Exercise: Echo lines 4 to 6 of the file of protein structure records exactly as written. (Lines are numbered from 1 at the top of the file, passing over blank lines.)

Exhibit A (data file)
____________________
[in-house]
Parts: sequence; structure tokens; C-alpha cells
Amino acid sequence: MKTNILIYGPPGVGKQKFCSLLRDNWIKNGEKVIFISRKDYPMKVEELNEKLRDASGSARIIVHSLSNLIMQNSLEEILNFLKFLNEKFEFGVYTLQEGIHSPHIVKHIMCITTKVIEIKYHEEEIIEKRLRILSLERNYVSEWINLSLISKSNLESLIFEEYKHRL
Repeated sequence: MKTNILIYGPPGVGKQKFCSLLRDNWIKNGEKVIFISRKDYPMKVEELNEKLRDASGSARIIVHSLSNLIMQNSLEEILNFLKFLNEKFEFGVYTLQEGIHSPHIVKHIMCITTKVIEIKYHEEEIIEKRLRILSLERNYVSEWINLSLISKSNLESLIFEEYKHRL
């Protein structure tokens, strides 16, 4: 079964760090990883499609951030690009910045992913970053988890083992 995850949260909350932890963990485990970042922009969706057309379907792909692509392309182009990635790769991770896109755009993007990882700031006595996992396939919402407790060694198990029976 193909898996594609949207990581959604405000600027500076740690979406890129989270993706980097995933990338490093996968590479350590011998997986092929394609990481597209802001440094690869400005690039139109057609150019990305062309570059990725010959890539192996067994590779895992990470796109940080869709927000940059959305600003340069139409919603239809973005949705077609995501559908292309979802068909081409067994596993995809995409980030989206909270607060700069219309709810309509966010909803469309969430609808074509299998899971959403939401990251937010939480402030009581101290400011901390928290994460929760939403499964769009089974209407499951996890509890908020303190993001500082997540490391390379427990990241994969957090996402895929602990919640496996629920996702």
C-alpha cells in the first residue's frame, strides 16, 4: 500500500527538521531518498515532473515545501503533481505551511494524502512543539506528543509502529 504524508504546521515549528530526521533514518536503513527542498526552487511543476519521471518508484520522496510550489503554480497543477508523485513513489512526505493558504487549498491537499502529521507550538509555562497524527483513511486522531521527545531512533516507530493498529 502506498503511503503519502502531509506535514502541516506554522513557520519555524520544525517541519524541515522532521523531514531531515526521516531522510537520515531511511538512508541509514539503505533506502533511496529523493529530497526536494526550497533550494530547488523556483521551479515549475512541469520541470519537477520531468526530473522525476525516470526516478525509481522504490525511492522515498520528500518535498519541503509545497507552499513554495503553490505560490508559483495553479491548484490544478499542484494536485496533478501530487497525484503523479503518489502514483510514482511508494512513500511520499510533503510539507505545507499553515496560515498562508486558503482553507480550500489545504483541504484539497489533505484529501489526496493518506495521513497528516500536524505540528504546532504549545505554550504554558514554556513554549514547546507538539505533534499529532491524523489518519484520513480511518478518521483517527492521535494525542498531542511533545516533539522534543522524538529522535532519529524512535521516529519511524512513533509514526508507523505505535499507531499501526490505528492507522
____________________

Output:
Repeated sequence: MKTNILIYGPPGVGKQKFCSLLRDNWIKNGEKVIFISRKDYPMKVEELNEKLRDASGSARIIVHSLSNLIMQNSLEEILNFLKFLNEKFEFGVYTLQEGIHSPHIVKHIMCITTKVIEIKYHEEEIIEKRLRILSLERNYVSEWINLSLISKSNLESLIFEEYKHRL
């Protein structure tokens, strides 16, 4: 079964760090990883499609951030690009910045992913970053988890083992 995850949260909350932890963990485990970042922009969706057309379907792909692509392309182009990635790769991770896109755009993007990882700031006595996992396939919402407790060694198990029976 193909898996594609949207990581959604405000600027500076740690979406890129989270993706980097995933990338490093996968590479350590011998997986092929394609990481597209802001440094690869400005690039139109057609150019990305062309570059990725010959890539192996067994590779895992990470796109940080869709927000940059959305600003340069139409919603239809973005949705077609995501559908292309979802068909081409067994596993995809995409980030989206909270607060700069219309709810309509966010909803469309969430609808074509299998899971959403939401990251937010939480402030009581101290400011901390928290994460929760939403499964769009089974209407499951996890509890908020303190993001500082997540490391390379427990990241994969957090996402895929602990919640496996629920996702």
C-alpha cells in the first residue's frame, strides 16, 4: 500500500527538521531518498515532473515545501503533481505551511494524502512543539506528543509502529 504524508504546521515549528530526521533514518536503513527542498526552487511543476519521471518508484520522496510550489503554480497543477508523485513513489512526505493558504487549498491537499502529521507550538509555562497524527483513511486522531521527545531512533516507530493498529 502506498503511503503519502502531509506535514502541516506554522513557520519555524520544525517541519524541515522532521523531514531531515526521516531522510537520515531511511538512508541509514539503505533506502533511496529523493529530497526536494526550497533550494530547488523556483521551479515549475512541469520541470519537477520531468526530473522525476525516470526516478525509481522504490525511492522515498520528500518535498519541503509545497507552499513554495503553490505560490508559483495553479491548484490544478499542484494536485496533478501530487497525484503523479503518489502514483510514482511508494512513500511520499510533503510539507505545507499553515496560515498562508486558503482553507480550500489545504483541504484539497489533505484529501489526496493518506495521513497528516500536524505540528504546532504549545505554550504554558514554556513554549514547546507538539505533534499529532491524523489518519484520513480511518478518521483517527492521535494525542498531542511533545516533539522534543522524538529522535532519529524512535521516529519511524512513533509514526508507523505505535499507531499501526490505528492507522